Taiwan's 1st Comfort Women Statue Unveiled

Politics

Tainan, Taiwan, Aug. 14 (Jiji Press)--A ceremony was held in Tainan, southern Taiwan, on Tuesday to unveil the statue of a girl symbolizing the issue of so-called comfort women, who were forced to sexually serve Japanese troops before and during World War II.

This is the first permanent installation of a comfort women statue in Taiwan, which was under Japanese rule until the end of the war.

In a speech during the ceremony, former President Ma Ying-jeou demanded that the Japanese government make a formal apology and provide compensation to former comfort women in Taiwan. Two of them are still alive.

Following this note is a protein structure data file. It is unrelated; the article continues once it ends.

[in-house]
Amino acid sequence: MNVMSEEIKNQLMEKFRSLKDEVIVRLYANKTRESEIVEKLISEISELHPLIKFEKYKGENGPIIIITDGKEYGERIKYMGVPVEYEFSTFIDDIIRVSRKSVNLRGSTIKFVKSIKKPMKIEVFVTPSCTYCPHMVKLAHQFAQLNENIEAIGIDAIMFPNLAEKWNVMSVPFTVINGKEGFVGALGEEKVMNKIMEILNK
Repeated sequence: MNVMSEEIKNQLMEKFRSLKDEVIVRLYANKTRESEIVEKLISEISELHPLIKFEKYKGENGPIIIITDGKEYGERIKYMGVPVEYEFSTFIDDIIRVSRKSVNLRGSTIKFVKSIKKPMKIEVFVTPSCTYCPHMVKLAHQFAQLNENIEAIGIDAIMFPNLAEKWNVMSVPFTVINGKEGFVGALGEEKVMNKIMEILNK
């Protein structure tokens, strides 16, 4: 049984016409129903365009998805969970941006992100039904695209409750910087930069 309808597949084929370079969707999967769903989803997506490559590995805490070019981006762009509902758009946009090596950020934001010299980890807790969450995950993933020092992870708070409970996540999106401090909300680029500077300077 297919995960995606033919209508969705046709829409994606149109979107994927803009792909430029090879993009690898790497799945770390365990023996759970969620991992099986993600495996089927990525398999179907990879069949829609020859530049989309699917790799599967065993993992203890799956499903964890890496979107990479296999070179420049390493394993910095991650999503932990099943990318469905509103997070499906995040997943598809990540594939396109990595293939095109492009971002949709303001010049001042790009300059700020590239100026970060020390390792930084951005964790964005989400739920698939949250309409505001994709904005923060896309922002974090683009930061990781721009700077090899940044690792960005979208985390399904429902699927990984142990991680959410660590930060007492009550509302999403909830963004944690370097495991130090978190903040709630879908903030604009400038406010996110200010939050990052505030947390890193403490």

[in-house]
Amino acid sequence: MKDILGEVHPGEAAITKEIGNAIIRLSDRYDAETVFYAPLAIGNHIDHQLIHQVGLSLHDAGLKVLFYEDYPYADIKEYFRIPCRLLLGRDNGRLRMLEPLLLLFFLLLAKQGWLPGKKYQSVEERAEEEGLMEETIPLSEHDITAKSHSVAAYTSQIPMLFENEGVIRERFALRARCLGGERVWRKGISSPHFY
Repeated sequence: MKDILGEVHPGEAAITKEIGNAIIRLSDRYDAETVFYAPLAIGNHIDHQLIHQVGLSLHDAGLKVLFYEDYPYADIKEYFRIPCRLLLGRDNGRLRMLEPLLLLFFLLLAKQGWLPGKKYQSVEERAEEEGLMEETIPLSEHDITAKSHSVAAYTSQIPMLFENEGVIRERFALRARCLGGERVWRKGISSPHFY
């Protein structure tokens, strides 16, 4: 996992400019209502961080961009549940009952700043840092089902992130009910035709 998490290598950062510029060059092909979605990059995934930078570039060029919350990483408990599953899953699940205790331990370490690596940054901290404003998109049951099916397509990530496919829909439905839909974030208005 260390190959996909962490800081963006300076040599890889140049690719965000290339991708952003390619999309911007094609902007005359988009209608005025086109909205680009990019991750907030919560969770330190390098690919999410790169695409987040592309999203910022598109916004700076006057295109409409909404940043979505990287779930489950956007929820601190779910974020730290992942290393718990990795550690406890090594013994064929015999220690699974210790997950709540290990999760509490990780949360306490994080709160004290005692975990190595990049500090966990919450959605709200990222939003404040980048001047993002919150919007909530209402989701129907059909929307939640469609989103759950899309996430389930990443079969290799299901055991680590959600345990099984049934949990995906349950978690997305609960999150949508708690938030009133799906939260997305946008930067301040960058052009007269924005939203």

The statue, created by a Taiwanese artist, represents the agony of the oppressed people and their resistance, according to Ma.

In April, the statue was erected by a group backed by Taiwan's main opposition Kuomintang, or the Chinese Nationalist Party, within the premises of the party's local branch. The group plans to cover the cost of some 700,000 Taiwanese dollars, or about 2.5 million yen, with donations.

[Copyright The Jiji Press, Ltd.]

Jiji Press